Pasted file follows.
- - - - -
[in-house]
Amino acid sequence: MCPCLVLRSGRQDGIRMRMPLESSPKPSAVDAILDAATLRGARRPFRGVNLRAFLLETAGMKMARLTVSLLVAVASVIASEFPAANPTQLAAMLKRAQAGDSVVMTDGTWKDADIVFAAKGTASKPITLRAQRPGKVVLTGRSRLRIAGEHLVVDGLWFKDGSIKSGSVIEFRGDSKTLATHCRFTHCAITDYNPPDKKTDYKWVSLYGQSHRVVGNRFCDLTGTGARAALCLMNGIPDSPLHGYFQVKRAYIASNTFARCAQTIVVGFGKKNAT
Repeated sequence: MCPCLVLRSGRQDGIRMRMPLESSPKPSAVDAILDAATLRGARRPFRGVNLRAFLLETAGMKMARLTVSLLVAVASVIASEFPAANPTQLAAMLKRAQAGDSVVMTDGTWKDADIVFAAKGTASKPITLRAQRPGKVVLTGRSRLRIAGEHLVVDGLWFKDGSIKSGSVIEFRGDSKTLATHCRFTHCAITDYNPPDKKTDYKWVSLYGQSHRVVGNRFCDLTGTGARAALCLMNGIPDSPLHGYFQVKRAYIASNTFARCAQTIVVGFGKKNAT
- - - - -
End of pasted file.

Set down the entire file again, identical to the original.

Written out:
[in-house]
Amino acid sequence: MCPCLVLRSGRQDGIRMRMPLESSPKPSAVDAILDAATLRGARRPFRGVNLRAFLLETAGMKMARLTVSLLVAVASVIASEFPAANPTQLAAMLKRAQAGDSVVMTDGTWKDADIVFAAKGTASKPITLRAQRPGKVVLTGRSRLRIAGEHLVVDGLWFKDGSIKSGSVIEFRGDSKTLATHCRFTHCAITDYNPPDKKTDYKWVSLYGQSHRVVGNRFCDLTGTGARAALCLMNGIPDSPLHGYFQVKRAYIASNTFARCAQTIVVGFGKKNAT
Repeated sequence: MCPCLVLRSGRQDGIRMRMPLESSPKPSAVDAILDAATLRGARRPFRGVNLRAFLLETAGMKMARLTVSLLVAVASVIASEFPAANPTQLAAMLKRAQAGDSVVMTDGTWKDADIVFAAKGTASKPITLRAQRPGKVVLTGRSRLRIAGEHLVVDGLWFKDGSIKSGSVIEFRGDSKTLATHCRFTHCAITDYNPPDKKTDYKWVSLYGQSHRVVGNRFCDLTGTGARAALCLMNGIPDSPLHGYFQVKRAYIASNTFARCAQTIVVGFGKKNAT